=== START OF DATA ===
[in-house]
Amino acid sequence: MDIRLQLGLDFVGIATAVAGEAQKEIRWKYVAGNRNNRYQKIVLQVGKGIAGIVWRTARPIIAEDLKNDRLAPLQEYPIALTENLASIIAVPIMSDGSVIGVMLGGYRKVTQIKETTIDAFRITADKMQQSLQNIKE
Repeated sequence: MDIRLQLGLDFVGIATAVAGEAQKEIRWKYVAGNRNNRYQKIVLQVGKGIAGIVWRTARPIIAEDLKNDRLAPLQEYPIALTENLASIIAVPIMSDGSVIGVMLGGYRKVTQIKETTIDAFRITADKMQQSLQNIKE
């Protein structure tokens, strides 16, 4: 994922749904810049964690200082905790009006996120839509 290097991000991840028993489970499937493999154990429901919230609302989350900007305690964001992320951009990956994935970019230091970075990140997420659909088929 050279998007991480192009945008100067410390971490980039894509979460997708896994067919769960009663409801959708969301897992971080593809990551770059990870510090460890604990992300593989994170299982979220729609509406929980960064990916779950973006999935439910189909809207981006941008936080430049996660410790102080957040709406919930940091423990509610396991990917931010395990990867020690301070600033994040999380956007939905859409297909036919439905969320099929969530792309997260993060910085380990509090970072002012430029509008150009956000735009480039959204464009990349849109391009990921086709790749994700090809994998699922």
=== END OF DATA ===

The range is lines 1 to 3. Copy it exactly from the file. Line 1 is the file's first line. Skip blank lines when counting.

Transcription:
[in-house]
Amino acid sequence: MDIRLQLGLDFVGIATAVAGEAQKEIRWKYVAGNRNNRYQKIVLQVGKGIAGIVWRTARPIIAEDLKNDRLAPLQEYPIALTENLASIIAVPIMSDGSVIGVMLGGYRKVTQIKETTIDAFRITADKMQQSLQNIKE
Repeated sequence: MDIRLQLGLDFVGIATAVAGEAQKEIRWKYVAGNRNNRYQKIVLQVGKGIAGIVWRTARPIIAEDLKNDRLAPLQEYPIALTENLASIIAVPIMSDGSVIGVMLGGYRKVTQIKETTIDAFRITADKMQQSLQNIKE